THE sexual scandals that have brought down, for now, television evangelist Jim Bakker, will soon lose their power to titillate. The charges of blackmail and extortion involving his empire and competitor Jimmy Swaggart's will give place to other outrages. Public interest will eventually fade. Oral Roberts has come down from his tower alive. The God he pictured as the Greatest Extortioner acted in mercy, as did Roberts' fiscal backers who were making it necessary for God to take the evangelist's life because those followers failed to provide Oral enough money.
The longer legacy will be the vision of fissures within the televangelism movement, which a month ago still looked united and powerful. Never before had the public known, or needed to know, differences between Fundamentalism and Pentecostalism or within each.
Last month the daily press featured arcane descriptions of doctrinal and behavioral rivalries that divided the conservative Protestant movement to its core. Jerry Falwell had to say that never during his forays into politics had he gotten so much hate mail as he did from both Fundamentalists and Pentecostalists when he took custody of Bakker's domain. Seldom had the heathen down the street heard of such infighting, backbiting, or outrage among ``brothers'' as they did from these religious confreres, now foes of each other.
The question most often asked of those who observe American religion, and televangelism in particular is this: What will be the long-term effect of the scandals on religious forces in America?
Opinions divide neatly. One set of observers argues that the disaster will hurt all religion, all works of charity, and moral endeavor that depend on public confidence. The other set sees the trauma among the televisers as a purgative act that will not hurt and might even enhance the efforts and image of other religious leaders and institutions. The latter camp has the better case.
Of course, there are reasons for everyone to be wary. Some sneerers and skeptics lump all religious leaders together as charlatans and money-grubbers. They have found new reasons to sneer with more enthusiasm. Again, of course, scandals like this one, dubbed Pearlygate, do threaten bonds of trust between leaders and supporters, donees and donors. If figures who are in public view, the way the Bakkers, Robertses, and Swaggarts are, take such chances, what might go on away from public glare? While the polls have consistently shown the clergy to be the most trusted profession, they might yet show a sag of public confidence.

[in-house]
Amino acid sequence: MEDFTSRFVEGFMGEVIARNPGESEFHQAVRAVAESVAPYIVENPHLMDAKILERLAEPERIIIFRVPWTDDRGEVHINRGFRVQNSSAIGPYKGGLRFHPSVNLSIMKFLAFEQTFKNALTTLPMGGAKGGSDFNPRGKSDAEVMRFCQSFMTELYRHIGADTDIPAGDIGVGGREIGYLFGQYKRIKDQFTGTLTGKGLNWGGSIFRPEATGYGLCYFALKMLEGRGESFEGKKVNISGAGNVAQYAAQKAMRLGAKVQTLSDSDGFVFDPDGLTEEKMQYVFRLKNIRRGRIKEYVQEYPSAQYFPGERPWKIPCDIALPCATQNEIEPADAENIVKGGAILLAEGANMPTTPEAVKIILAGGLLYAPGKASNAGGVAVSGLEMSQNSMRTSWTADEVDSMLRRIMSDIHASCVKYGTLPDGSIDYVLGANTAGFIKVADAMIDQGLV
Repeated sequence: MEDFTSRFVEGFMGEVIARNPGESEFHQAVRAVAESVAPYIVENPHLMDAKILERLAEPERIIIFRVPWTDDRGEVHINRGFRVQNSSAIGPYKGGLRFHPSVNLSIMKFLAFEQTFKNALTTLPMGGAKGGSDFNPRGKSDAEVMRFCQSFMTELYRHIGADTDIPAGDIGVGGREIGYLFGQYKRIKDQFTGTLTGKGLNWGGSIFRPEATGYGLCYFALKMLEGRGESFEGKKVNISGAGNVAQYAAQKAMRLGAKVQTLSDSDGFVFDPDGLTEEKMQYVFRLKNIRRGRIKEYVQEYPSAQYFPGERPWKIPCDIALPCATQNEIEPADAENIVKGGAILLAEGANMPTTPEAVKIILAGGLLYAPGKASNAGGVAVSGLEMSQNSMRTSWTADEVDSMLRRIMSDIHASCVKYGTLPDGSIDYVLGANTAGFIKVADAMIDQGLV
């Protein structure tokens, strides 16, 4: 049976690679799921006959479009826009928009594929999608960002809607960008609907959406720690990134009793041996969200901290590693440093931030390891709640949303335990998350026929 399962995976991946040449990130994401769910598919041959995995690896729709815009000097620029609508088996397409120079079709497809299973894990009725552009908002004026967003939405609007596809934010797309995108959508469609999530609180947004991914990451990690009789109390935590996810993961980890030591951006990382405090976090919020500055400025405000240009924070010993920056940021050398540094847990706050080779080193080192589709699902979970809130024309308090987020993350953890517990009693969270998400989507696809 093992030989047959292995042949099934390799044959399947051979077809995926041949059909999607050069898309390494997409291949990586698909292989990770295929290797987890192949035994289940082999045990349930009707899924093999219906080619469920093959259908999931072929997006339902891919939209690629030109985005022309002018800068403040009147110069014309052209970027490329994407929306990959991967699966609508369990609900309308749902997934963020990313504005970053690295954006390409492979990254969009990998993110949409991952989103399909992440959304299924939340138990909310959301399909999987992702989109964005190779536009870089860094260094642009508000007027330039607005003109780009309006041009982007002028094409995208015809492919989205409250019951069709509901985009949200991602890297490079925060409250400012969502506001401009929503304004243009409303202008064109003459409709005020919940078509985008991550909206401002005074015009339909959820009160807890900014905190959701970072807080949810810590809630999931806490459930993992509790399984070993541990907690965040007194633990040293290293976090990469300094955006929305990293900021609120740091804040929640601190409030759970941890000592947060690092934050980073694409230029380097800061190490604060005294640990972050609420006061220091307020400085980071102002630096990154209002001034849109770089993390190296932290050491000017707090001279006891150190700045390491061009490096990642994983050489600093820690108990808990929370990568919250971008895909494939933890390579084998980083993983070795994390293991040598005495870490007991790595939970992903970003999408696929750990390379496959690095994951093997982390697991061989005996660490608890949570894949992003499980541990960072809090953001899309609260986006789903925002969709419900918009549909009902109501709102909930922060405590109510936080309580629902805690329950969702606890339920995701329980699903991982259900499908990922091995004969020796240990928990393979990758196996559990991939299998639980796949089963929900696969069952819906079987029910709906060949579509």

On balance, however, the honest brokers in the world of the spirit stand a good change of making their own case more clear, their images more visible and attractive. The American people have given signs in recent years that they want to show confidence in religious institutions and leaders. They are now given a chance to be more selective than before. Individual priests and ministers have been involved with financial and sexual scandals through the ages, not excluding our own. Yet the larger institutions have survived on the basis of hard-won and long-term credibility.
The televangelism empire will not likely regain the place it had recently claimed. Politicians like ``Pat'' Robertson, even where they may not be agents of scandal, will find it harder to speak for a movement that is unified or morally plausible in the public realm. The market for the evangelists had not grown, while the expenses for equipment, setting, ventures, and ambitions had. If the leaders cannot risk being more sensational than Oral or more flamboyant than Bakker, they cannot all prosper, and there will be some losers. Expect great shows of reconciliation among the competitors, and great efforts at genuine reform among sympathizers who have long pleaded for accountability from these empire-holders.
Most of all, expect the already wide gulf between devotees of televangelism and everyone else to grow. The New York Times-CBS polls on March 31 found that while 37 percent of the viewers of TV's ``Big Seven'' still had favorable views of their efforts, only 6 percent of the general public did. Yet more than 10 times that latter figure express confidence in religion in general.
This is likely to be the moment when the pastor down the block, the congregation at the corner, the long-disdained or neglected denomination, will have a new chance to show that they've never been ``about'' what the broadcasters and entrepreneurs were doing. These are days of sifting and sorting. Those who survive might well be those whose moral lights have recently been obscured by the glare of television spotlights. This could be a finer hour than they have enjoyed since the television towers of the electronic church first overshadowed the steeple of old First Church. Let the steeple bells ring once again.
Martin E. Marty is Fairfax M. Cone Distinguished Service Professor of the History of Modern Christianity at the University of Chicago, and associate editor of The Christian Century.